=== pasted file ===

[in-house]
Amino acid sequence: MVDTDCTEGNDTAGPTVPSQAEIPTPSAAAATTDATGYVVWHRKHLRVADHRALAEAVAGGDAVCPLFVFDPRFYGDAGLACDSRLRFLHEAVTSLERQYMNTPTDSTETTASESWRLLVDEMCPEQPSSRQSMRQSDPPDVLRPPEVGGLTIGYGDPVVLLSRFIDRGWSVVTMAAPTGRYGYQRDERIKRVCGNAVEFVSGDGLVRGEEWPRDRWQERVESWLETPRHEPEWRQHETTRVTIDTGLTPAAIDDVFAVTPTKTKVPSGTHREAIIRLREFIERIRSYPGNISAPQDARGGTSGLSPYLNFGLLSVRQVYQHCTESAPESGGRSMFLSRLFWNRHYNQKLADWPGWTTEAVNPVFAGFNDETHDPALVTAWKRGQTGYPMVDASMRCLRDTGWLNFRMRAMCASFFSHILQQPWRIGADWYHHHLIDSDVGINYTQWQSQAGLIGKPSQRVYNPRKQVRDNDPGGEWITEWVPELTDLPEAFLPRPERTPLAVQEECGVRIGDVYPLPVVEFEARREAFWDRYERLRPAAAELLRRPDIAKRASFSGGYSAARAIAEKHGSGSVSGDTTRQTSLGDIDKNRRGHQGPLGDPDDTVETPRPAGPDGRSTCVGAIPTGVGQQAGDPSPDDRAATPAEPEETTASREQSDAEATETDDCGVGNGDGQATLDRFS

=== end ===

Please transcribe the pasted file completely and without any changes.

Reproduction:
[in-house]
Amino acid sequence: MVDTDCTEGNDTAGPTVPSQAEIPTPSAAAATTDATGYVVWHRKHLRVADHRALAEAVAGGDAVCPLFVFDPRFYGDAGLACDSRLRFLHEAVTSLERQYMNTPTDSTETTASESWRLLVDEMCPEQPSSRQSMRQSDPPDVLRPPEVGGLTIGYGDPVVLLSRFIDRGWSVVTMAAPTGRYGYQRDERIKRVCGNAVEFVSGDGLVRGEEWPRDRWQERVESWLETPRHEPEWRQHETTRVTIDTGLTPAAIDDVFAVTPTKTKVPSGTHREAIIRLREFIERIRSYPGNISAPQDARGGTSGLSPYLNFGLLSVRQVYQHCTESAPESGGRSMFLSRLFWNRHYNQKLADWPGWTTEAVNPVFAGFNDETHDPALVTAWKRGQTGYPMVDASMRCLRDTGWLNFRMRAMCASFFSHILQQPWRIGADWYHHHLIDSDVGINYTQWQSQAGLIGKPSQRVYNPRKQVRDNDPGGEWITEWVPELTDLPEAFLPRPERTPLAVQEECGVRIGDVYPLPVVEFEARREAFWDRYERLRPAAAELLRRPDIAKRASFSGGYSAARAIAEKHGSGSVSGDTTRQTSLGDIDKNRRGHQGPLGDPDDTVETPRPAGPDGRSTCVGAIPTGVGQQAGDPSPDDRAATPAEPEETTASREQSDAEATETDDCGVGNGDGQATLDRFS